Recommitment to UN principles, norms, and values: In a world of growing polarization with critical converging threats to international stability, the ‘New Agenda for Peace’ is vital to re-energize multilateral peace and security and to obligate Member States to uphold the UN Charter.

Primacy of politics: Sustainable political solutions addressing underlying causes of conflict should continue to be at the core of peace operations. In supporting host states, field missions should be careful not to unintentionally impede incentives for national peace processes.

Out-of-the-box thinking: The ‘New Agenda for Peace’ constitutes a momentum to advance a more comprehensive and integrated approach to international peace and security. Creative thinking is needed to update existing tools and frameworks and make better use of the full spectrum of peace operations across a range of instruments, including preventive deployments and special political missions.

Flexible and well-resourced peace operations: More creative and adaptable mandates will allow fit-for-purpose field missions with the operational freedom and flexibility to effectively adjust to fast-evolving threats, needs and contexts. Mandates need to be matched with adequate resources – a severe lack of funds and equipment are directly affecting the performance and credibility of peace operations.

Digital transformation: Strategic foresight through timely, integrated data and digital technologies will significantly improve the performance as well as the safety and security of peace operations.

Placing people at the centre: Effective protection of civilians is important for the credibility of peace operations. Mission planning and operational responses need to be strengthened through community engagement and a better understanding of local needs. Perception studies should be conducted and used more systematically to measure mission effectiveness in the eyes of local populations. The role of youth and women in peace operations is essential and needs to be further enhanced.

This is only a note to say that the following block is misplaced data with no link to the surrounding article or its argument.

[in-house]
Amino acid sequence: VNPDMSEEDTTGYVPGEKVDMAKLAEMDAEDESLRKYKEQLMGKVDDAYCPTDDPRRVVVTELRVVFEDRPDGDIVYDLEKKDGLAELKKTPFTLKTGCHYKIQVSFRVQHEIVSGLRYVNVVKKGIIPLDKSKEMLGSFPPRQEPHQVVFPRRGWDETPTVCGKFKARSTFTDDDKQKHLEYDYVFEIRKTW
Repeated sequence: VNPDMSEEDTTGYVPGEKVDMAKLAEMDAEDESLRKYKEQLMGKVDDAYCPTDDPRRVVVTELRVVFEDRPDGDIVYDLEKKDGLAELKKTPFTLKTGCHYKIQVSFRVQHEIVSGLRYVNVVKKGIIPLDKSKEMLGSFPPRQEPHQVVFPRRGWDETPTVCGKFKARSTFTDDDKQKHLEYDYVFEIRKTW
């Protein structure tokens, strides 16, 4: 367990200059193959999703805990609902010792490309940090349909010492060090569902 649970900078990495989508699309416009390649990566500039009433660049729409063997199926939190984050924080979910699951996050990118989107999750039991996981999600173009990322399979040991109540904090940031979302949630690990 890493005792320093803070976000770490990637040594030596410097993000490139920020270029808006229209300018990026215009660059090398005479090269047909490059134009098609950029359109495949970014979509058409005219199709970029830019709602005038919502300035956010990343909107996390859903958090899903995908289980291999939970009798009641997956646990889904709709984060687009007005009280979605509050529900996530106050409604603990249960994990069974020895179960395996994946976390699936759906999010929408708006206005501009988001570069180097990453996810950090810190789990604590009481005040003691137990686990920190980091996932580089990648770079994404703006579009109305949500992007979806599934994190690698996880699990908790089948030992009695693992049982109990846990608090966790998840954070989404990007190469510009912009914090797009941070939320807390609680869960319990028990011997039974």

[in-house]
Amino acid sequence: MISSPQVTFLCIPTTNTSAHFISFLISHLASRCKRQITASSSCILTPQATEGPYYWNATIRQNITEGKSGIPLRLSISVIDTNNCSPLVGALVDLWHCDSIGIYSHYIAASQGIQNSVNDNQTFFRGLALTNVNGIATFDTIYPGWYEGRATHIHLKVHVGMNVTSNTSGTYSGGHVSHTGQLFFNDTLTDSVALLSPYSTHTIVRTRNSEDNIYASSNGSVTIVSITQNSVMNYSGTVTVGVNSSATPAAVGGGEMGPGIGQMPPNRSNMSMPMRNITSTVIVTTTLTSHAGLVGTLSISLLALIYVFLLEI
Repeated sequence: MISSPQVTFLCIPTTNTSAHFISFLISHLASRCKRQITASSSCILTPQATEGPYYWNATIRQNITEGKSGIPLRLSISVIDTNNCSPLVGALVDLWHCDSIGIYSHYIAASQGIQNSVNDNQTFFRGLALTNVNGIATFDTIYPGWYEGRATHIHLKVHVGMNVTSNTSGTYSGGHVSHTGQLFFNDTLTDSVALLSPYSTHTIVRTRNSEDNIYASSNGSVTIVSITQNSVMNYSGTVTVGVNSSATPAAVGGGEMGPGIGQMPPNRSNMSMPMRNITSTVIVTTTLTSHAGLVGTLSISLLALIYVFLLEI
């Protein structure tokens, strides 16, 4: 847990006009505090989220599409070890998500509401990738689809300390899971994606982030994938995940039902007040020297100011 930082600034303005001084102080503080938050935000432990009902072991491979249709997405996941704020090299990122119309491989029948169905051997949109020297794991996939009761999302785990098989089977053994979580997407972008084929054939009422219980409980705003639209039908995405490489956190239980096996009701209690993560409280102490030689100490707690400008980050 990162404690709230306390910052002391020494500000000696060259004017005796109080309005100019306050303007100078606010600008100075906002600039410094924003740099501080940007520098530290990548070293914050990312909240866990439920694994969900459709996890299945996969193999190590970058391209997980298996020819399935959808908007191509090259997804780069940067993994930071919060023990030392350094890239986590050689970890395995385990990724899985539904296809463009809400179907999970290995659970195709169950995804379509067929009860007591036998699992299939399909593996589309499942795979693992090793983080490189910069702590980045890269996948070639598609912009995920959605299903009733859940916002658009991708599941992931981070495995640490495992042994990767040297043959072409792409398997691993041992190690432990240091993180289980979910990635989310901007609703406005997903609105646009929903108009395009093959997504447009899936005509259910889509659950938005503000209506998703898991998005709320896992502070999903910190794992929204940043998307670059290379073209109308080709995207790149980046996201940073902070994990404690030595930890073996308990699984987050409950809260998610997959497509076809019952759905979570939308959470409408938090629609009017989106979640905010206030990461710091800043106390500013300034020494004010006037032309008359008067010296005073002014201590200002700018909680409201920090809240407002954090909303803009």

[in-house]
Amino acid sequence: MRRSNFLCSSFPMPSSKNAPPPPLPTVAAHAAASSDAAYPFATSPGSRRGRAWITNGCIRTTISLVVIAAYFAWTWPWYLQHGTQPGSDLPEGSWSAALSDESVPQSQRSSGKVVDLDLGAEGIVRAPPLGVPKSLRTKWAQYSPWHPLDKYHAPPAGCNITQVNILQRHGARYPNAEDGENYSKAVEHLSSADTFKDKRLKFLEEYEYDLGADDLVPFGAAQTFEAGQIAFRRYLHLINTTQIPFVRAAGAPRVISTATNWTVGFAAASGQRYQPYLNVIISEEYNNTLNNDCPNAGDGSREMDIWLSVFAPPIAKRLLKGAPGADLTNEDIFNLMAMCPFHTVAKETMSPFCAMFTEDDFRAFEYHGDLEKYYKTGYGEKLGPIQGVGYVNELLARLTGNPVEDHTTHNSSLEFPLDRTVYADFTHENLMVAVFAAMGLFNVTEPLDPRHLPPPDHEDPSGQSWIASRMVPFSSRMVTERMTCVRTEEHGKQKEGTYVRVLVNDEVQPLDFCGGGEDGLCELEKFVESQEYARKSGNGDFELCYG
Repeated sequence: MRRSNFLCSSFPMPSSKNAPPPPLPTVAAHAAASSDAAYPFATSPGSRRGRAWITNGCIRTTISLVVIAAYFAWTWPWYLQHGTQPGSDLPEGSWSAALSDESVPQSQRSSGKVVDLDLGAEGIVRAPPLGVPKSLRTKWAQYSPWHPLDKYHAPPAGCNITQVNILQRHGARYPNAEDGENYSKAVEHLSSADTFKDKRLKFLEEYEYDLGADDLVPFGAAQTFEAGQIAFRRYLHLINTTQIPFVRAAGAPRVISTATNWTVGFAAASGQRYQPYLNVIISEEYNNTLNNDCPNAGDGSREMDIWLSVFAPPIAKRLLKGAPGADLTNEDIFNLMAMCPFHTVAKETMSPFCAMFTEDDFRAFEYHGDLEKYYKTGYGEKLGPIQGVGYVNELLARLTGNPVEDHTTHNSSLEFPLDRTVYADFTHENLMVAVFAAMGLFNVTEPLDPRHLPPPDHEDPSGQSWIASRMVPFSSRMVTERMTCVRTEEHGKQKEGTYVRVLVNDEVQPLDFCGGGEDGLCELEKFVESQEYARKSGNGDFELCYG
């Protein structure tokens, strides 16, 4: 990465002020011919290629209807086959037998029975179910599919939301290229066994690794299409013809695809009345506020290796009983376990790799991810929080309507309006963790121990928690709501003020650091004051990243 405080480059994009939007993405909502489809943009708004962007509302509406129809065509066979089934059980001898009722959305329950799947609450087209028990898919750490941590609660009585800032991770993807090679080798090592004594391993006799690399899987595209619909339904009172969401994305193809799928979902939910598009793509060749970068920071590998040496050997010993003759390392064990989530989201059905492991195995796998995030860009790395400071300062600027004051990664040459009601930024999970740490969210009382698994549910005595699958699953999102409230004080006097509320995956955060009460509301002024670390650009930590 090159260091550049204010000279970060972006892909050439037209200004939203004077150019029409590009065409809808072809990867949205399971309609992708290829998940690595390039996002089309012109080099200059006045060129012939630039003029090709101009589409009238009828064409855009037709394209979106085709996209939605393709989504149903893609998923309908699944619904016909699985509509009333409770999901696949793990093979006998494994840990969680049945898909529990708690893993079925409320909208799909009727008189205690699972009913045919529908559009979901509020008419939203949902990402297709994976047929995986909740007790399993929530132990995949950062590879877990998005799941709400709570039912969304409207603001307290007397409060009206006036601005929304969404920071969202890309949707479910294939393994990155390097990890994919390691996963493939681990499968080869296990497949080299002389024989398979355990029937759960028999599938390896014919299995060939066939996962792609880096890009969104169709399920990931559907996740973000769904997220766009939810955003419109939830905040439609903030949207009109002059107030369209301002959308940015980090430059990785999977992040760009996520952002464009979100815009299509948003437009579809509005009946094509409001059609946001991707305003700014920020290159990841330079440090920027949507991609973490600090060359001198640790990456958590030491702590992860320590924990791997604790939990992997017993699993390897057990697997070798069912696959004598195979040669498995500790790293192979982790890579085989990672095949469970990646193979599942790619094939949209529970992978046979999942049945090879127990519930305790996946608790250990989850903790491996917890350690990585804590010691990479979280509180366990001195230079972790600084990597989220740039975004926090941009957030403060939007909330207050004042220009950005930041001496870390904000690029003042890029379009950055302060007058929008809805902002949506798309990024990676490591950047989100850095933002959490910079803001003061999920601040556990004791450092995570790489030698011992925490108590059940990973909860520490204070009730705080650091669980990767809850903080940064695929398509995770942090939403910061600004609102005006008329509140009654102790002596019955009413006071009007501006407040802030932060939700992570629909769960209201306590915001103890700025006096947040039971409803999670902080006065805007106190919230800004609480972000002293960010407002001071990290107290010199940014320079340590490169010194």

Limits of peace operations: It is important to acknowledge the limits of peace operations, particularly in UN mission settings with lighter footprints without the deterrent capacity to protect civilians.

Partnerships: Regional organizations and security arrangements play important roles in the maintenance of peace and security. It is crucial for the UN to continue developing effective ways to engage with regional organizations, including on questions of capabilities, financing, but also norms and principles. Given the cross-border nature of many conflicts, regional mandates for peace operations should be considered when needed. UN engagement with ad hoc regional security arrangements needs to be based on clear common political objectives.

Containment of mis- and disinformation: Better and more skills, tools, and resources are needed to understand digital social media landscapes to avoid growing threats to peace operations. Field missions need to become better in containing mis- and disinformation, and leverage opportunities for strategic communications through storytelling based on everyday efforts of peace operations.

Safety and security: Increased attacks on peacekeepers in field missions are alarming and directly affect their ability to engage with and protect local communities. Further support to mission leaders and a greater understanding of attack patterns can help tailor more effective responses and improve mission performance.

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The views and opinions expressed in this article are those of the author and do not necessarily reflect the views of The Kootneeti Team

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This report has been written by The Kootneeti Team. For any feedbacks/query reach || Twitter: @TheKootneeti